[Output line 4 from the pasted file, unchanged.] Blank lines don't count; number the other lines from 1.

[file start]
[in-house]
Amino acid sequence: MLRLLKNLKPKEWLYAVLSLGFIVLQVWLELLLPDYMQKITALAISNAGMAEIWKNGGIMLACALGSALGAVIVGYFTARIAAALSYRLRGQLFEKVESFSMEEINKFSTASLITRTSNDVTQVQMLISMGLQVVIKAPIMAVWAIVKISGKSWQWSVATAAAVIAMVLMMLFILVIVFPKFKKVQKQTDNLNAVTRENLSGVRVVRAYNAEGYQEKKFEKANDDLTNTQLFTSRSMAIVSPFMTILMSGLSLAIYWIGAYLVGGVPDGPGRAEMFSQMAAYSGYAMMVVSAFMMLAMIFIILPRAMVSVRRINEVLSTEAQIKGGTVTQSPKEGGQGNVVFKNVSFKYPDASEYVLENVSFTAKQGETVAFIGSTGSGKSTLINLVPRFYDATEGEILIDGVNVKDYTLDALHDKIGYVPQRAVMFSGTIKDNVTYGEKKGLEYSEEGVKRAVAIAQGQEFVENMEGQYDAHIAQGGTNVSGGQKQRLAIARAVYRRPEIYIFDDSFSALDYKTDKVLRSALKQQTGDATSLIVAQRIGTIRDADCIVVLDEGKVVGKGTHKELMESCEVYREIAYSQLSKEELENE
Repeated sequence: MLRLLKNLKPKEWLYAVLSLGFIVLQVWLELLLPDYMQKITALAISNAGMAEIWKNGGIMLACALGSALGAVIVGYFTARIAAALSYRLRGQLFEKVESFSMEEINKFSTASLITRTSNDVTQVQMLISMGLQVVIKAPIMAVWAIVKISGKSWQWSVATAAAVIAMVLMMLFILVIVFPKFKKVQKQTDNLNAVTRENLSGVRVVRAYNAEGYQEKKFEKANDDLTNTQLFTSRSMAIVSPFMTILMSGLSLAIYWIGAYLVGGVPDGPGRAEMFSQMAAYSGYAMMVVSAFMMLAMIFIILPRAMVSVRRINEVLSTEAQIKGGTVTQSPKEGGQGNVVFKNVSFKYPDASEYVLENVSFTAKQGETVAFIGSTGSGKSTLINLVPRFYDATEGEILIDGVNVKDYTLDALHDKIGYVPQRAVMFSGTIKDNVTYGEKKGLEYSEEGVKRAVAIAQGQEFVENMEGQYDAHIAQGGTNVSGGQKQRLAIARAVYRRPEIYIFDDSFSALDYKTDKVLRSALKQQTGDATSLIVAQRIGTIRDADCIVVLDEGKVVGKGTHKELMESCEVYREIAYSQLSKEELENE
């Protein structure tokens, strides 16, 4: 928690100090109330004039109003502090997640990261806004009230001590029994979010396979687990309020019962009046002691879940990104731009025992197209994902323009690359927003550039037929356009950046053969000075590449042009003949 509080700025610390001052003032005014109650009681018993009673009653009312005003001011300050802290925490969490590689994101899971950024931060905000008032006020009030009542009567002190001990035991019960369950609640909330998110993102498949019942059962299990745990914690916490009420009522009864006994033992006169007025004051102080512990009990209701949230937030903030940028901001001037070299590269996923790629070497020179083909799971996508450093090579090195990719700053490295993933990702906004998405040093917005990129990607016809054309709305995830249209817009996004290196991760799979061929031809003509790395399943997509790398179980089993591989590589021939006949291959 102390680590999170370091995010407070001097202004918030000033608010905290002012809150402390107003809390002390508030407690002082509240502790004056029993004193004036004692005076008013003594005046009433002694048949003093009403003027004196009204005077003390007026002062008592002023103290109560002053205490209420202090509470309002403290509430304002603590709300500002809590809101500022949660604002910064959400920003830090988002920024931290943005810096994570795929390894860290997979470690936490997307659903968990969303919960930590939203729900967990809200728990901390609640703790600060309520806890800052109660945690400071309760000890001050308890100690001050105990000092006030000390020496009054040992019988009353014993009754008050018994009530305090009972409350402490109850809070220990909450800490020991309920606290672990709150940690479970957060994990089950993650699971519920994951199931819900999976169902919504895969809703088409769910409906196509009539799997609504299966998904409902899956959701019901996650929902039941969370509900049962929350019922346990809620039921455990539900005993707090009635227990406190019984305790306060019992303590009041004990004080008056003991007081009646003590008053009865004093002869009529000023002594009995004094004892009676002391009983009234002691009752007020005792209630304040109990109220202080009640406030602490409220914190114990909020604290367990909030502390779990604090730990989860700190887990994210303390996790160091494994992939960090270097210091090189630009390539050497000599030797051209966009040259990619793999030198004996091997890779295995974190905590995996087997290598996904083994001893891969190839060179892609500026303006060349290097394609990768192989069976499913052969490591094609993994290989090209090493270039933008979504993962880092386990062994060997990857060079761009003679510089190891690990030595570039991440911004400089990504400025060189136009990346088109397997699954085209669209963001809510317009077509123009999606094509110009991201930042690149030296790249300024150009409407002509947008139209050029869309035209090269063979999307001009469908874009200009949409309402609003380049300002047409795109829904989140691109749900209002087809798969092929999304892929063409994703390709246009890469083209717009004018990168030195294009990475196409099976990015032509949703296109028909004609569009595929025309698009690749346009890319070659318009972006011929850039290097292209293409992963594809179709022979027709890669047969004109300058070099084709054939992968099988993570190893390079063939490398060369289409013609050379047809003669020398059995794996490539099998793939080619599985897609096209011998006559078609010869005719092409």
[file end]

């Protein structure tokens, strides 16, 4: 928690100090109330004039109003502090997640990261806004009230001590029994979010396979687990309020019962009046002691879940990104731009025992197209994902323009690359927003550039037929356009950046053969000075590449042009003949 509080700025610390001052003032005014109650009681018993009673009653009312005003001011300050802290925490969490590689994101899971950024931060905000008032006020009030009542009567002190001990035991019960369950609640909330998110993102498949019942059962299990745990914690916490009420009522009864006994033992006169007025004051102080512990009990209701949230937030903030940028901001001037070299590269996923790629070497020179083909799971996508450093090579090195990719700053490295993933990702906004998405040093917005990129990607016809054309709305995830249209817009996004290196991760799979061929031809003509790395399943997509790398179980089993591989590589021939006949291959 102390680590999170370091995010407070001097202004918030000033608010905290002012809150402390107003809390002390508030407690002082509240502790004056029993004193004036004692005076008013003594005046009433002694048949003093009403003027004196009204005077003390007026002062008592002023103290109560002053205490209420202090509470309002403290509430304002603590709300500002809590809101500022949660604002910064959400920003830090988002920024931290943005810096994570795929390894860290997979470690936490997307659903968990969303919960930590939203729900967990809200728990901390609640703790600060309520806890800052109660945690400071309760000890001050308890100690001050105990000092006030000390020496009054040992019988009353014993009754008050018994009530305090009972409350402490109850809070220990909450800490020991309920606290672990709150940690479970957060994990089950993650699971519920994951199931819900999976169902919504895969809703088409769910409906196509009539799997609504299966998904409902899956959701019901996650929902039941969370509900049962929350019922346990809620039921455990539900005993707090009635227990406190019984305790306060019992303590009041004990004080008056003991007081009646003590008053009865004093002869009529000023002594009995004094004892009676002391009983009234002691009752007020005792209630304040109990109220202080009640406030602490409220914190114990909020604290367990909030502390779990604090730990989860700190887990994210303390996790160091494994992939960090270097210091090189630009390539050497000599030797051209966009040259990619793999030198004996091997890779295995974190905590995996087997290598996904083994001893891969190839060179892609500026303006060349290097394609990768192989069976499913052969490591094609993994290989090209090493270039933008979504993962880092386990062994060997990857060079761009003679510089190891690990030595570039991440911004400089990504400025060189136009990346088109397997699954085209669209963001809510317009077509123009999606094509110009991201930042690149030296790249300024150009409407002509947008139209050029869309035209090269063979999307001009469908874009200009949409309402609003380049300002047409795109829904989140691109749900209002087809798969092929999304892929063409994703390709246009890469083209717009004018990168030195294009990475196409099976990015032509949703296109028909004609569009595929025309698009690749346009890319070659318009972006011929850039290097292209293409992963594809179709022979027709890669047969004109300058070099084709054939992968099988993570190893390079063939490398060369289409013609050379047809003669020398059995794996490539099998793939080619599985897609096209011998006559078609010869005719092409």